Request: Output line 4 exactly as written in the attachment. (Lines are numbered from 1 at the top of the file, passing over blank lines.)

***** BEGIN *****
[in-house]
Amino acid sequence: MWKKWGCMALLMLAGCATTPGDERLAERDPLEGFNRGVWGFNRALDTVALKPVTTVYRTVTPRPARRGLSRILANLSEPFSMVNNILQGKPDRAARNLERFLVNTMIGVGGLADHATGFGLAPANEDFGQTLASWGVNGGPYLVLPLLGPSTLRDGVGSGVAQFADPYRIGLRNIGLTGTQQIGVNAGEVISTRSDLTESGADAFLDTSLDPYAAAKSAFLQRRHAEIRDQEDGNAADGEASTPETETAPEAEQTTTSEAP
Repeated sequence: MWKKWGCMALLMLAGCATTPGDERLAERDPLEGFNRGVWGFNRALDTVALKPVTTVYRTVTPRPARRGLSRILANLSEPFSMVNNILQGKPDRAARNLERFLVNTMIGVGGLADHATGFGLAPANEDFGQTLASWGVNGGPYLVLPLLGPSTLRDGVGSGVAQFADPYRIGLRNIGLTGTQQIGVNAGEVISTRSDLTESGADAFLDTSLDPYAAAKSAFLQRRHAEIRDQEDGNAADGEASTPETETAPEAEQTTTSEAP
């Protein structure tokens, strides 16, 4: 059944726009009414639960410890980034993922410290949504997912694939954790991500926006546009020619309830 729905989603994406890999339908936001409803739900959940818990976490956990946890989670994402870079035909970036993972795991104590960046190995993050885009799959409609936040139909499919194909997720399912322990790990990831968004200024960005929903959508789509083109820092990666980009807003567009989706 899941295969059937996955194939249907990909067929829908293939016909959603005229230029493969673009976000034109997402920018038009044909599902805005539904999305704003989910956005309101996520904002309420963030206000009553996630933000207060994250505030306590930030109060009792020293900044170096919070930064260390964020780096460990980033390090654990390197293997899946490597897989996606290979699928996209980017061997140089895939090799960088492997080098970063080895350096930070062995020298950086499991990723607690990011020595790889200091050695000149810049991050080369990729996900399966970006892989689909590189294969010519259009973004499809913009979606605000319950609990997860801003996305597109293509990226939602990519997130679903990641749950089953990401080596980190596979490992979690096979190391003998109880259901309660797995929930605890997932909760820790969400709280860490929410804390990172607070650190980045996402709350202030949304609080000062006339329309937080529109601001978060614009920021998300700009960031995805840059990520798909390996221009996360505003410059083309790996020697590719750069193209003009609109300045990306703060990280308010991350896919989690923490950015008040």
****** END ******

């Protein structure tokens, strides 16, 4: 059944726009009414639960410890980034993922410290949504997912694939954790991500926006546009020619309830 729905989603994406890999339908936001409803739900959940818990976490956990946890989670994402870079035909970036993972795991104590960046190995993050885009799959409609936040139909499919194909997720399912322990790990990831968004200024960005929903959508789509083109820092990666980009807003567009989706 899941295969059937996955194939249907990909067929829908293939016909959603005229230029493969673009976000034109997402920018038009044909599902805005539904999305704003989910956005309101996520904002309420963030206000009553996630933000207060994250505030306590930030109060009792020293900044170096919070930064260390964020780096460990980033390090654990390197293997899946490597897989996606290979699928996209980017061997140089895939090799960088492997080098970063080895350096930070062995020298950086499991990723607690990011020595790889200091050695000149810049991050080369990729996900399966970006892989689909590189294969010519259009973004499809913009979606605000319950609990997860801003996305597109293509990226939602990519997130679903990641749950089953990401080596980190596979490992979690096979190391003998109880259901309660797995929930605890997932909760820790969400709280860490929410804390990172607070650190980045996402709350202030949304609080000062006339329309937080529109601001978060614009920021998300700009960031995805840059990520798909390996221009996360505003410059083309790996020697590719750069193209003009609109300045990306703060990280308010991350896919989690923490950015008040």